Disease mechanisms as Subtypes: Mitochondrial and bioenergetic dysfunction

Patricia Gonzalez-Rodriguez, Enrico Zampese, D. James Surmeier*

*Corresponding author for this work

Research output: Chapter in Book/Report/Conference proceedingChapter

Abstract

Parkinson disease (PD) is the second most common neurodegenerative disease in the world. Despite its enormous human and societal cost, there is no disease-modifying therapy for PD. This unmet medical need reflects our limited understanding of PD pathogenesis. One of the most important clues comes from the recognition that PD motor symptoms arises from the dysfunction and degeneration of a very select group of neurons in the brain. These neurons have a distinctive set of anatomic and physiologic traits that reflect their role in brain function. These traits elevate mitochondrial stress, potentially making them particularly vulnerable to age, as well as to genetic mutations and environmental toxins linked to PD incidence. In this chapter, the literature supporting this model is outlined, along with gaps in our knowledge base. The translational implications of this hypothesis are then discussed, with a focus on why disease-modification trials have failed to date and what this means for the development of new strategies for altering disease course.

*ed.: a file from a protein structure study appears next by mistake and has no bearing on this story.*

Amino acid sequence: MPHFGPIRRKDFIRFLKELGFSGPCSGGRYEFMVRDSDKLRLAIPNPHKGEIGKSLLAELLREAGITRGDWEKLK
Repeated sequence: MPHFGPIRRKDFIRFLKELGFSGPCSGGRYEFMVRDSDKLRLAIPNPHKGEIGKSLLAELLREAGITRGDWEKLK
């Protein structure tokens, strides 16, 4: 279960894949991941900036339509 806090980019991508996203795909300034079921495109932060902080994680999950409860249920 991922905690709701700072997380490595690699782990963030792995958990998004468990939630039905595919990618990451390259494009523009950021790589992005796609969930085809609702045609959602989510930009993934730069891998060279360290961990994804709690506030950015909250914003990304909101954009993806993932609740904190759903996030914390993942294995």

Original languageEnglish (US)
Title of host publicationHandbook of Clinical Neurology
PublisherElsevier B.V.
Pages53-66
Number of pages14
DOIs
StatePublished - Jan 2023

Publication series

NameHandbook of Clinical Neurology
Volume193
ISSN (Print)0072-9752
ISSN (Electronic)2212-4152

Keywords

  • Aging
  • Calcium
  • Mitochondria
  • Neurodegeneration
  • Selective vulnerability

ASJC Scopus subject areas

  • Clinical Neurology
  • Neurology

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